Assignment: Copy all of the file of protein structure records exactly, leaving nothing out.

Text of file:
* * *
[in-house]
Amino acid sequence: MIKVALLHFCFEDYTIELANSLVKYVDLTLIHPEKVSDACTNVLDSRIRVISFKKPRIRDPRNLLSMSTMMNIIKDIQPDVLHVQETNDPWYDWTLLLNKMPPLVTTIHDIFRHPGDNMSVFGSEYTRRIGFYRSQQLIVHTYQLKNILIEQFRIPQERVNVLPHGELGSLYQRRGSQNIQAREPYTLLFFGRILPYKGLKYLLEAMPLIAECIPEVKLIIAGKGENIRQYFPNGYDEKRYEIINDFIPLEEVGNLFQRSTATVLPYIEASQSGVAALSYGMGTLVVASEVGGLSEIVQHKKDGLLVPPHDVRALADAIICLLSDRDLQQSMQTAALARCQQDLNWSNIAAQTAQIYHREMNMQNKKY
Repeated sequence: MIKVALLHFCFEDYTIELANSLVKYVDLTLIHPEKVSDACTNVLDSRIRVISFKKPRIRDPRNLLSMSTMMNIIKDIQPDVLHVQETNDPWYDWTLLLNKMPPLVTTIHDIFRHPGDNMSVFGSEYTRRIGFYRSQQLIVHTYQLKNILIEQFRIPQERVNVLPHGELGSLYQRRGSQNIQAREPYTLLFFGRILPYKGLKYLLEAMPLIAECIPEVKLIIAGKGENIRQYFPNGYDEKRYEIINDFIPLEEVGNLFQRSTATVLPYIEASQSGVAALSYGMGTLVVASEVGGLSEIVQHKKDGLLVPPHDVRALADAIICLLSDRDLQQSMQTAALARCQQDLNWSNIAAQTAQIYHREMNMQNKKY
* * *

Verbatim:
[in-house]
Amino acid sequence: MIKVALLHFCFEDYTIELANSLVKYVDLTLIHPEKVSDACTNVLDSRIRVISFKKPRIRDPRNLLSMSTMMNIIKDIQPDVLHVQETNDPWYDWTLLLNKMPPLVTTIHDIFRHPGDNMSVFGSEYTRRIGFYRSQQLIVHTYQLKNILIEQFRIPQERVNVLPHGELGSLYQRRGSQNIQAREPYTLLFFGRILPYKGLKYLLEAMPLIAECIPEVKLIIAGKGENIRQYFPNGYDEKRYEIINDFIPLEEVGNLFQRSTATVLPYIEASQSGVAALSYGMGTLVVASEVGGLSEIVQHKKDGLLVPPHDVRALADAIICLLSDRDLQQSMQTAALARCQQDLNWSNIAAQTAQIYHREMNMQNKKY
Repeated sequence: MIKVALLHFCFEDYTIELANSLVKYVDLTLIHPEKVSDACTNVLDSRIRVISFKKPRIRDPRNLLSMSTMMNIIKDIQPDVLHVQETNDPWYDWTLLLNKMPPLVTTIHDIFRHPGDNMSVFGSEYTRRIGFYRSQQLIVHTYQLKNILIEQFRIPQERVNVLPHGELGSLYQRRGSQNIQAREPYTLLFFGRILPYKGLKYLLEAMPLIAECIPEVKLIIAGKGENIRQYFPNGYDEKRYEIINDFIPLEEVGNLFQRSTATVLPYIEASQSGVAALSYGMGTLVVASEVGGLSEIVQHKKDGLLVPPHDVRALADAIICLLSDRDLQQSMQTAALARCQQDLNWSNIAAQTAQIYHREMNMQNKKY